_______________________


    I guess you are saying you're going to run a 10K in 43.7 minutes, but is it normal to calculate a kilometer race in minutes per mile? I guess here maybe it is. I think I did do about that once, but when I was younger than you are now. Ten-Ks are hard, aren't they?

  5. #95
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    I guess you are saying you're going to run a 10K in 43.7 minutes, but is it normal to calculate a kilometer race in minutes per mile? I guess here maybe it is. I think I did do about that once, but when I was younger than you are now.
    I didn't mention 10k races. Just a 5k (3.1 miles) at 7 minutes per mile (under 22 minutes total). In the US, runners talk only about minutes per mile even when the races are measured in kilometers. Last year, my best was 22:20. This year I am going to achieve my goal time. I am confident. I plan to lower my weight to 140 lbs. and do a lot of hill running to strengthen my legs.

    I watched Aki Kaurismaki's THE OTHER SIDE OF HOPE a couple of times and I think it's a major achievement. I want to place it in my 2017 Top 10 like you did. However, I could not move any of the films out of my existing top 10 to make room for it. I am watching several Kaurismaki films that did not open in the US. I especially liked his version of Hamlet set in 80s Finland with the protagonist being the son of a greedy CEO not a king. It's called Hamlet Goes Business, with the great Katy Outinen as Ophelia but no Falstaff to be found.
    Last edited by oscar jubis; 07-05-2019 at 07:35 PM.

  6. #96
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    Thanks for the information, Oscar. Love Kaurismäki. You are replying to a message I posted a year ago.

  7. #97
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    Quote Originally Posted by Chris Knipp View Post
    Thanks for the information, Oscar. Love Kaurismäki. You are replying to a message I posted a year ago.
    I am certainly a late responder. I am thinking about this 2017 list and that film by Paul Thomas Anderson that came out #1, best film of the year, on a lot of polls, including the one run by the Village Voice. I've written recently on the pleasure and important to promote good films that may be forgotten, or at least neglected or under-appreciated. I was noticing how I probably did that when making my list and leaving PHANTOM THREAD just outside the top 10 while including films that, unlike PHANTOM THREAD, are likely to be forgotten: a 1954 Sternberg restoration, and animé, and a TV series too weird for today's taste. The specificity in the relationships between the three principals and the delicacy of the feelings between artist and muse make P.T. one of the great achievements in recent times. It's only fair to admit it even though it doesn't need to be reiterated (Group think was right this time. The metacritic score must be in the 90s.) My 2017 list has been edited to reflect this change in attitude.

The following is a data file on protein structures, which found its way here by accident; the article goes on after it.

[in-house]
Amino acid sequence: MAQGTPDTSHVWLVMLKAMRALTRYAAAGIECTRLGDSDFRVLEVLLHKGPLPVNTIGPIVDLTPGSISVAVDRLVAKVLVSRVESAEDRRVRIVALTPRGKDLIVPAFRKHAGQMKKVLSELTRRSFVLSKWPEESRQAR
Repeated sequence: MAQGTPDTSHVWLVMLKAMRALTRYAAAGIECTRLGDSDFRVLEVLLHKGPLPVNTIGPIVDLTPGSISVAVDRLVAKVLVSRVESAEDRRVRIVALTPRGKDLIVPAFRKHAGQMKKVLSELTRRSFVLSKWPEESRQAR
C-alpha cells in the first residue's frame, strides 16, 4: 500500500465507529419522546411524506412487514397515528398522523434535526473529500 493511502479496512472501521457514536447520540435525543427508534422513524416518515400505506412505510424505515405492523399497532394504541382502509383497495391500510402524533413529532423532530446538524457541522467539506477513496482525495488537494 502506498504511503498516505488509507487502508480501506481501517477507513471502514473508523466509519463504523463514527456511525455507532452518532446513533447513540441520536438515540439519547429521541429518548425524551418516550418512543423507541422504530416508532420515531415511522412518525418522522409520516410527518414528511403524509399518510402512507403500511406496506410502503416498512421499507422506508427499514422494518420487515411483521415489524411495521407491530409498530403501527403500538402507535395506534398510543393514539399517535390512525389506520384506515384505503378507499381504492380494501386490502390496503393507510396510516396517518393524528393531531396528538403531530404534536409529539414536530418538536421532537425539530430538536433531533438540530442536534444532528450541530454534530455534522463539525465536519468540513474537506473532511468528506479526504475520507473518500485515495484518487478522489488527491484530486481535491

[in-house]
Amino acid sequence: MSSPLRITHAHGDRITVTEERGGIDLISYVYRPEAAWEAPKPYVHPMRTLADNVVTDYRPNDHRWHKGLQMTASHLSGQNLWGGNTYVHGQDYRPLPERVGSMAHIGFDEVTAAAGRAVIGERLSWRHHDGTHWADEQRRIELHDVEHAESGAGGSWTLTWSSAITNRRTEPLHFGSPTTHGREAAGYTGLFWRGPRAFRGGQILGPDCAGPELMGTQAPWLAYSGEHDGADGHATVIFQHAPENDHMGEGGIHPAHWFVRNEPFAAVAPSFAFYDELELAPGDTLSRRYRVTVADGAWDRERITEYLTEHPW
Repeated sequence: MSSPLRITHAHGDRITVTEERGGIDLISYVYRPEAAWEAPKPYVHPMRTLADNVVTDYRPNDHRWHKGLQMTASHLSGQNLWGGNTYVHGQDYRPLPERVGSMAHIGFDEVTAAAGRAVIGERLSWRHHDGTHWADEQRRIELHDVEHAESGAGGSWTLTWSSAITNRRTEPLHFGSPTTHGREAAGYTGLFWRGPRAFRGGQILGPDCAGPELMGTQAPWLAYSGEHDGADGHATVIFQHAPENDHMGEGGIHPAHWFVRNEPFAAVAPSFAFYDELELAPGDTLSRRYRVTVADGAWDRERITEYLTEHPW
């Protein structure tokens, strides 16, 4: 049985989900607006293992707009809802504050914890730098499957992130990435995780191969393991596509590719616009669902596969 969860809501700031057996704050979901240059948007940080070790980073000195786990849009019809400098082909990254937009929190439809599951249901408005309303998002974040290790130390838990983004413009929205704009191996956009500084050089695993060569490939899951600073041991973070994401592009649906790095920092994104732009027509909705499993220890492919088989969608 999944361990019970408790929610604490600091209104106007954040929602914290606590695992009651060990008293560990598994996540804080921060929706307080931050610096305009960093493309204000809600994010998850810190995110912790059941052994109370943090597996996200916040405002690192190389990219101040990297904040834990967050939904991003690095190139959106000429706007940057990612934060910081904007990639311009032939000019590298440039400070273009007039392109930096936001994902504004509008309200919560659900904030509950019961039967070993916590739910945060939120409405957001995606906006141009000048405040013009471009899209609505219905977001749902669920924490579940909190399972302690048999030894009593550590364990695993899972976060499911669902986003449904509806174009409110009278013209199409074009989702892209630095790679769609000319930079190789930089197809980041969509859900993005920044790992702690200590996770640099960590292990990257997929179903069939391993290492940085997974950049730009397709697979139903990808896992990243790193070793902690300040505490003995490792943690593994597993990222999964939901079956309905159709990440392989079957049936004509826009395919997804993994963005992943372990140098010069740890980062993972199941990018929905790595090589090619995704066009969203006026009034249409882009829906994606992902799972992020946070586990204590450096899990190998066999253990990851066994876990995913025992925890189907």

2017 Top 10

    Mudbound
    Twin Peaks
    The Death of Louis XIV
    Phantom Thread
    The Florida Project
    Lady Bird
    A Quiet Passion
    The Red Turtle
    The Shape of Water
    The Woman Who Left
    Last edited by oscar jubis; 05-31-2020 at 02:18 PM.

  8. #98
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    Intriguing Selection "Phantom Thread"

    I had watched the trailer back in 2017 but ultimately didn't watch the movie. Now during this whole Pandemic outbreak, my basis for selecting and judging films has probably become somewhat distorted. However, I hope at some point I will get around to watching "Phantom Thread" now that it's been recalled into my consciousness.

  9. #99
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    Just 90% I think, PHANTOM THREAD. It is a good one. "A TV series too weird for today's taste." Really? I doubt that. Bbut there is only one David Lynch. There's just nobody that original. There was quite a buzz about the revived TWIN PEAKS a couple years ago, and well deserved.
    Last edited by Chris Knipp; 05-31-2020 at 04:38 PM.